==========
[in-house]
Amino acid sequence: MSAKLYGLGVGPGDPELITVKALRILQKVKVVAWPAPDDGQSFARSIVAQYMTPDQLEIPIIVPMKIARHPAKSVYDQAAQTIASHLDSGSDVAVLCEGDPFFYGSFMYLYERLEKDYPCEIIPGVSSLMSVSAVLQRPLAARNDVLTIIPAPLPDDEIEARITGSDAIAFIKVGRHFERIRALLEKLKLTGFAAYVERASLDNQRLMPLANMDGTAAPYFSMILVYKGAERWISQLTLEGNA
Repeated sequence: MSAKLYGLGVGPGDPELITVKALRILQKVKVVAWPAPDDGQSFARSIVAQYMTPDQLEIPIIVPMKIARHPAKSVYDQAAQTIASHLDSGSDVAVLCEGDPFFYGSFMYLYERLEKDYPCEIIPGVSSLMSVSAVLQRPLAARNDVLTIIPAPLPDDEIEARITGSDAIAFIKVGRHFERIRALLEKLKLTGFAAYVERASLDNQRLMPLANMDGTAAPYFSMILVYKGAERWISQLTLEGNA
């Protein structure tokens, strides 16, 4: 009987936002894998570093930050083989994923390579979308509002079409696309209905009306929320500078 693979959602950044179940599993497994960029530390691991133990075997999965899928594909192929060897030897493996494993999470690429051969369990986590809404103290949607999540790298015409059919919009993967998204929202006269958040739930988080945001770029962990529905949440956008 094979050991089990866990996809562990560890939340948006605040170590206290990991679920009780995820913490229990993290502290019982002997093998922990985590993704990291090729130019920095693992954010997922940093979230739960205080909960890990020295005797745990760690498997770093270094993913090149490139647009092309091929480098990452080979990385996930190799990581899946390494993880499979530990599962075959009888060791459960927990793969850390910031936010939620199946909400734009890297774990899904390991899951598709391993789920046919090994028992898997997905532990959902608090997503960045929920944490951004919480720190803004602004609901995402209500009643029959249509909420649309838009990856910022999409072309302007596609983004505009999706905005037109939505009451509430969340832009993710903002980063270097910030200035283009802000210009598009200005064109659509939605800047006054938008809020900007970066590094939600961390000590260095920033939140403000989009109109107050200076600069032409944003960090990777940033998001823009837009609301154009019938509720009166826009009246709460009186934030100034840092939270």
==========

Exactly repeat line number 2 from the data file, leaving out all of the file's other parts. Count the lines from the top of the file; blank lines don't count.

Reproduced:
Amino acid sequence: MSAKLYGLGVGPGDPELITVKALRILQKVKVVAWPAPDDGQSFARSIVAQYMTPDQLEIPIIVPMKIARHPAKSVYDQAAQTIASHLDSGSDVAVLCEGDPFFYGSFMYLYERLEKDYPCEIIPGVSSLMSVSAVLQRPLAARNDVLTIIPAPLPDDEIEARITGSDAIAFIKVGRHFERIRALLEKLKLTGFAAYVERASLDNQRLMPLANMDGTAAPYFSMILVYKGAERWISQLTLEGNA